Update 12:05 p.m.
Highland Park HS sent out a text alert stating that another threatening note had been found Thursday morning. The text read “Another threatening note was found at HPHS. We have no reason to believe it is a credible threat. We are continuing with the school day. Armed police and FBI agents are on campus and have determined that it is secure and safe. See www.hpsid.org for more information.” There is now a $7500 reward for more information. Parents are planning a meeting for Thursday evening to discuss the threats. It will be held at the La Madeline restaurant, located at 3072 Mockingbird Lane, beginning at 7 p.m.
HIGHLAND PARK (CBSDFW.COM) — The FBI has joined University Park Police in investigating a series of threats that have been made at Highland Park High School over the past two months.
On Wednesday, a box of .22 caliber shells was found in a boys restroom, prompting a lockdown and subsequent early release of all students. This came just one day after a threatening note was found in a different restroom, which also forced the early release of students and staff.
School officials confirm that three similar hand-written notes were discovered in bathrooms on campus in January.
“What they don’t realize is that making a threat like that is a federal violation — and that gets you in a world of hurt,” says Danny Coulson, a retired Deputy Assistant Director of the FBI. “First of all, it brings the FBI in, and they’ll find out who did this and there could be very serious consequences.”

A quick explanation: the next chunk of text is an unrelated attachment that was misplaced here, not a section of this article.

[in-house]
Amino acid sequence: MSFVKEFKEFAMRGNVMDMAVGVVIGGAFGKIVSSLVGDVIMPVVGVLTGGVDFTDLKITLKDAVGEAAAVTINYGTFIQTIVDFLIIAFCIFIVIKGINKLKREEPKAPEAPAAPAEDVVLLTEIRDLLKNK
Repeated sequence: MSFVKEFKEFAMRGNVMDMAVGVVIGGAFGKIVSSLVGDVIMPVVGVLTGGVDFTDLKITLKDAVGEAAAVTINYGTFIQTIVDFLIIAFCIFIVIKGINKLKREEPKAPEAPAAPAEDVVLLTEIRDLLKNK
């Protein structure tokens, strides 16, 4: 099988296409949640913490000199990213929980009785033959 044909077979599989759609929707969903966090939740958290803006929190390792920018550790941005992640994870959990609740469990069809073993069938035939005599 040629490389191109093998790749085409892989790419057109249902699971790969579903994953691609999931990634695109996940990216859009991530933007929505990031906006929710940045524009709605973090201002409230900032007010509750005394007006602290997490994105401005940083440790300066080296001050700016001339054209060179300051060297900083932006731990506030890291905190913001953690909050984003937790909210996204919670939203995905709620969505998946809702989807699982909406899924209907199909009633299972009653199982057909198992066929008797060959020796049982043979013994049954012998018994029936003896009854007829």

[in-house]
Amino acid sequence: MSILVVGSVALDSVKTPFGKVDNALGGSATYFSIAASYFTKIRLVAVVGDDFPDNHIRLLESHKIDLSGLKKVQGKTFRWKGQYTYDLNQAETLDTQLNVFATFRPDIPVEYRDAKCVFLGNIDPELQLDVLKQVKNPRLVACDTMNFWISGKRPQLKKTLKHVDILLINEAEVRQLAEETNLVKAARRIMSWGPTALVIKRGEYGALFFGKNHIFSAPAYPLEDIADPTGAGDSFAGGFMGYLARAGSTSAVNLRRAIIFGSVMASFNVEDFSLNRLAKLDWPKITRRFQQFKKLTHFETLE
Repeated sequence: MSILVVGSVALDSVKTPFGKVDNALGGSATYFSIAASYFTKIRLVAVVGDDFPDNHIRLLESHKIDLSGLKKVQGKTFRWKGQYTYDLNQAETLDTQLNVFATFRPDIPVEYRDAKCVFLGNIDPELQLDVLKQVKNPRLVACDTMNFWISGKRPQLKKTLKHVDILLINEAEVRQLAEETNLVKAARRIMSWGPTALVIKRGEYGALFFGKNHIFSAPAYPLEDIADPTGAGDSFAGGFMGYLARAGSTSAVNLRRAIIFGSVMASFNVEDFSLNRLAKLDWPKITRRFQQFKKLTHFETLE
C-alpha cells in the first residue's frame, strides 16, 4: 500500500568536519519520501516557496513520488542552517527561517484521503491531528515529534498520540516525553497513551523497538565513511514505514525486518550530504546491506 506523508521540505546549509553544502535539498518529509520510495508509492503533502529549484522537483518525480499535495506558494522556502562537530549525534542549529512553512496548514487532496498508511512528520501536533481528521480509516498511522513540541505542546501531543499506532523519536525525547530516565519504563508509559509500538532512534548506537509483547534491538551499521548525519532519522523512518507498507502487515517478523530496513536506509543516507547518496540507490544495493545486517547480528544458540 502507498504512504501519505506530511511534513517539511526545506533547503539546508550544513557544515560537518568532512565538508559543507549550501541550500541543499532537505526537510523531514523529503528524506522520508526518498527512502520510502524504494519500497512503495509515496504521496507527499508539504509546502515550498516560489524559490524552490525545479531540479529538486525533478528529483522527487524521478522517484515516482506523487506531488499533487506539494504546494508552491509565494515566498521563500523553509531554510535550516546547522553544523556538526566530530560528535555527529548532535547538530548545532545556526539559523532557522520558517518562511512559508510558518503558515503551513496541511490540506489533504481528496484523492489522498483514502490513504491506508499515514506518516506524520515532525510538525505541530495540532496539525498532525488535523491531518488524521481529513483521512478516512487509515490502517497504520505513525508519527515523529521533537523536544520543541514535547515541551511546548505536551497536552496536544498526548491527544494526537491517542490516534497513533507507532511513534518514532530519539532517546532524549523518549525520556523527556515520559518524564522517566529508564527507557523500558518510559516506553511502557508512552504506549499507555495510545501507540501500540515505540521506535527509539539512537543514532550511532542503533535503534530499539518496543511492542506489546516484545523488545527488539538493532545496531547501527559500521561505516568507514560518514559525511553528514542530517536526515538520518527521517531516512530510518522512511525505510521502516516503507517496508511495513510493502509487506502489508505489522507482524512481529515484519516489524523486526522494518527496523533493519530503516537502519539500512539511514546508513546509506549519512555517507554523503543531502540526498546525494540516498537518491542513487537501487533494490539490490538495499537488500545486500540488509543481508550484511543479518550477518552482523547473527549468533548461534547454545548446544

Authorities are reviewing video surveillance captured just outside of the boys restroom. The FBI is assisting with a forensic analysis of the evidence.
“They have taken the notes and the bullets,” said University Park Police Captain Leon Holman. “They will do a psychological profile I’m sure. They will also be testing the notes and the bullets for fingerprints and DNA.”
School officials are treating Thursday as a normal school day, with a few exceptions. In addition to an increased security presence on campus, students needing to use the restroom must be escorted by school staff.
“Obviously the safety of students is very important to us, but this has been extremely disruptive,” said district superintendent Dr. Dawson Orr. “Our kids are feeling the pressure of being out of class, being behind. Our goal is to have as normal a school day as possible.”
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